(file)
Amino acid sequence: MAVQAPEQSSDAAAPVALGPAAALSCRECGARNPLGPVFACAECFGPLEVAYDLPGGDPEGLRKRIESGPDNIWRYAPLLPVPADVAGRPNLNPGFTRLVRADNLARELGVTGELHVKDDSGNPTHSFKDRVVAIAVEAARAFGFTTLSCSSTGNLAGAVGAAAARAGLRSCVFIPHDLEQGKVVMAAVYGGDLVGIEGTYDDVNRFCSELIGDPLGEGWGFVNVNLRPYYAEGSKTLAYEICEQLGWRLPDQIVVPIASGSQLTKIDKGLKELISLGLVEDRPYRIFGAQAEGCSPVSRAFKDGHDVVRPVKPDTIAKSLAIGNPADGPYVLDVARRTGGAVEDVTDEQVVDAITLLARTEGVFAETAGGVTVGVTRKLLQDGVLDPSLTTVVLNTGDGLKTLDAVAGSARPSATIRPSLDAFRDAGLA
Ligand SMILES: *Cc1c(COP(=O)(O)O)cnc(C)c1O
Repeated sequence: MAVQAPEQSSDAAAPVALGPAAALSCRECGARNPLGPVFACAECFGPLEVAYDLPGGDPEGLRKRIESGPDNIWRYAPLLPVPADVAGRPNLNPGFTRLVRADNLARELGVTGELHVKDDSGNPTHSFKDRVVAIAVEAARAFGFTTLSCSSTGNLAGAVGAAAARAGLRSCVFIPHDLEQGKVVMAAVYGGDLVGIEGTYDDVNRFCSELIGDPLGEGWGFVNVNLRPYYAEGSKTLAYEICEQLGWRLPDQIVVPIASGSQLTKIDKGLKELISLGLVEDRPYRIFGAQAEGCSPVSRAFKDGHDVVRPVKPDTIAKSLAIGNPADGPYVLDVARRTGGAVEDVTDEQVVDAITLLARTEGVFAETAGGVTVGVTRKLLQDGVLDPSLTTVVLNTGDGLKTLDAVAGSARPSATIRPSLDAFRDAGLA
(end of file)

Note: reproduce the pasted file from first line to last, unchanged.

Amino acid sequence: MAVQAPEQSSDAAAPVALGPAAALSCRECGARNPLGPVFACAECFGPLEVAYDLPGGDPEGLRKRIESGPDNIWRYAPLLPVPADVAGRPNLNPGFTRLVRADNLARELGVTGELHVKDDSGNPTHSFKDRVVAIAVEAARAFGFTTLSCSSTGNLAGAVGAAAARAGLRSCVFIPHDLEQGKVVMAAVYGGDLVGIEGTYDDVNRFCSELIGDPLGEGWGFVNVNLRPYYAEGSKTLAYEICEQLGWRLPDQIVVPIASGSQLTKIDKGLKELISLGLVEDRPYRIFGAQAEGCSPVSRAFKDGHDVVRPVKPDTIAKSLAIGNPADGPYVLDVARRTGGAVEDVTDEQVVDAITLLARTEGVFAETAGGVTVGVTRKLLQDGVLDPSLTTVVLNTGDGLKTLDAVAGSARPSATIRPSLDAFRDAGLA
Ligand SMILES: *Cc1c(COP(=O)(O)O)cnc(C)c1O
Repeated sequence: MAVQAPEQSSDAAAPVALGPAAALSCRECGARNPLGPVFACAECFGPLEVAYDLPGGDPEGLRKRIESGPDNIWRYAPLLPVPADVAGRPNLNPGFTRLVRADNLARELGVTGELHVKDDSGNPTHSFKDRVVAIAVEAARAFGFTTLSCSSTGNLAGAVGAAAARAGLRSCVFIPHDLEQGKVVMAAVYGGDLVGIEGTYDDVNRFCSELIGDPLGEGWGFVNVNLRPYYAEGSKTLAYEICEQLGWRLPDQIVVPIASGSQLTKIDKGLKELISLGLVEDRPYRIFGAQAEGCSPVSRAFKDGHDVVRPVKPDTIAKSLAIGNPADGPYVLDVARRTGGAVEDVTDEQVVDAITLLARTEGVFAETAGGVTVGVTRKLLQDGVLDPSLTTVVLNTGDGLKTLDAVAGSARPSATIRPSLDAFRDAGLA